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Phosphine gas discovery has us wondering – Is there life on Venus?

David Bowie may have got his planets mixed up, it seems, after international researchers say they’ve discovered a tantalising hint that Venus may harbour life – phosphine gas.

On Earth, this gas is predominantly produced by living creatures that call oxygen-free environments home, so could the same be true on Venus?

The planet’s surface is very hostile, but the upper cloud deck – around 53-62 km above the surface – is a contender for life, the scientists say. The clouds themselves are very acidic and destroy phosphine very quickly, which might mean something up there is creating it anew, they add. But they also point out that the gas alone doesn’t prove there’s life, because it may be being generated by geological or chemical processes unknown to us.

 

Phosphine detected in the clouds of Venus 

Phosphine gas has been detected in the atmosphere of Venus, according to a paper published in Nature Astronomy. This finding suggests that Venus could host unknown photochemical or geochemical processes.

On Earth, phosphine is a gas that is produced predominantly by anaerobic biological sources. The conditions at the surface of Venus are hostile to life, but the environment of its upper cloud deck — around 53–62 km above the surface — is temperate. However, the make-up of the clouds is highly acidic, and in such conditions phosphine would be destroyed very quickly.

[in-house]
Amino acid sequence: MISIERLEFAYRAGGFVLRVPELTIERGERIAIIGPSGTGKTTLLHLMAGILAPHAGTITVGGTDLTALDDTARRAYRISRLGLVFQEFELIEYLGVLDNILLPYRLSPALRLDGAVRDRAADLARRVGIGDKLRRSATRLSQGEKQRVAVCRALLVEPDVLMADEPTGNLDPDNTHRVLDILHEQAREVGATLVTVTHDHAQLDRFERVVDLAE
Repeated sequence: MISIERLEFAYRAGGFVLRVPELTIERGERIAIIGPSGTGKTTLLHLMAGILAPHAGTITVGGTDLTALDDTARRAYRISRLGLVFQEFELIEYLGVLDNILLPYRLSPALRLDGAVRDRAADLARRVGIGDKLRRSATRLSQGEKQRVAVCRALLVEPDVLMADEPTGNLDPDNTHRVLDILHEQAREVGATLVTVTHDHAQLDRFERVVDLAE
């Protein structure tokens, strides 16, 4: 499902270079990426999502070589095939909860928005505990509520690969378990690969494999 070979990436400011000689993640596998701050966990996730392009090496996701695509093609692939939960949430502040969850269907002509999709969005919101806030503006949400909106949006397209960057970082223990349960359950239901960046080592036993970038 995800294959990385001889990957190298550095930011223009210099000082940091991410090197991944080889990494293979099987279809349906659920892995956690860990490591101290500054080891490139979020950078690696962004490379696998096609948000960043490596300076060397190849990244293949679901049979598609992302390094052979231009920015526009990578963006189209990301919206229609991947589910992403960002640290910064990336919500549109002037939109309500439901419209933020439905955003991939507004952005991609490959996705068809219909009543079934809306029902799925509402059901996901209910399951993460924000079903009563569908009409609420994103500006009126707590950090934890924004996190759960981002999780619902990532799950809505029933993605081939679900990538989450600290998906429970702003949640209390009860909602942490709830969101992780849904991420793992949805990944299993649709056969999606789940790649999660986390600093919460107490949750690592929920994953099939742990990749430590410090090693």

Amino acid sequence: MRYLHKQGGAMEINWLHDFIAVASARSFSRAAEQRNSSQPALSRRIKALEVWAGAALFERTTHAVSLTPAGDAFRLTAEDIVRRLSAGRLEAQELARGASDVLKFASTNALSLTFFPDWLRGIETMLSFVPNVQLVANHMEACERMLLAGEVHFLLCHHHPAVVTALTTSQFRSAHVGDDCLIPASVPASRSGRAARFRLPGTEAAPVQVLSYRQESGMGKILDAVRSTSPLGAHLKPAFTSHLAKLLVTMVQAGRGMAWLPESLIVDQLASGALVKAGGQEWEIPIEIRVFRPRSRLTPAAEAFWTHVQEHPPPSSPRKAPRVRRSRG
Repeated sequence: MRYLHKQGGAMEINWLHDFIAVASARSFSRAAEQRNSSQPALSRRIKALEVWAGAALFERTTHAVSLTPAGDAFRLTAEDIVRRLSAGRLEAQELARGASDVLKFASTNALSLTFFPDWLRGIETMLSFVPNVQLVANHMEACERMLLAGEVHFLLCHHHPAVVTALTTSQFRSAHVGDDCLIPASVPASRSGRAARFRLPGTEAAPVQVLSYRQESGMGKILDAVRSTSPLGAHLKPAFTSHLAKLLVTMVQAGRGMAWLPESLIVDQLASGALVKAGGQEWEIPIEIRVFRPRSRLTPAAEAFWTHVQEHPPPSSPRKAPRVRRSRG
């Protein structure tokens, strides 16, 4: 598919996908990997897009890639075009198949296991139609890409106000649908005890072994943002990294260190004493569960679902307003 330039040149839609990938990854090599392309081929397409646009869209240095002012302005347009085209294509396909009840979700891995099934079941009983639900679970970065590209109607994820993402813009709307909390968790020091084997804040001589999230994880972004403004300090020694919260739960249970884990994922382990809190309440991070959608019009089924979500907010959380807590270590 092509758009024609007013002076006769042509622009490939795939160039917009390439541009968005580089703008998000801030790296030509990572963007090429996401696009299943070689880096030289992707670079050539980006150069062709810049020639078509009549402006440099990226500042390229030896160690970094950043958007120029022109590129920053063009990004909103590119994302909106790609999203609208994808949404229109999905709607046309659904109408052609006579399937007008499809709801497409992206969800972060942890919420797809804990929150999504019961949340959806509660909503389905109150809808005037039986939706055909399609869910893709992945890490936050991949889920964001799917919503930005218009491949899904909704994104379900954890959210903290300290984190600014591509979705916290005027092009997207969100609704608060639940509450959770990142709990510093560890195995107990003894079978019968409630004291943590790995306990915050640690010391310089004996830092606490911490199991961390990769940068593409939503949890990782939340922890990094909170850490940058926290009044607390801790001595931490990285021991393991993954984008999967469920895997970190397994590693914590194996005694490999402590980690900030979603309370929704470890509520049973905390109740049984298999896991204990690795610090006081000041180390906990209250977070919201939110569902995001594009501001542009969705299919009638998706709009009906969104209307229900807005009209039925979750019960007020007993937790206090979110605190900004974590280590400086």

Jane Greaves and colleagues observed Venus with the James Clerk Maxwell Telescope and the Atacama Large Millimeter/submillimeter Array in 2017 and 2019, respectively. They detected a spectral signature that is unique to phosphine, and estimated an abundance of 20 parts-per-billion of phosphine in Venus’s clouds. The authors investigated different ways the phosphine may have been produced, including from sources on the surface of the planet, micrometeorites, lightning, or chemical processes happening within the clouds. Ultimately, they were unable to determine the source of the trace quantities of phosphine.

The authors argue that the detection of phosphine is not robust evidence for microbial life and only indicates potentially unknown geological or chemical processes occurring on Venus. Further observations and modelling are needed to explore the origin of phosphine in Venus’s atmosphere.

 

From: Springer Nature

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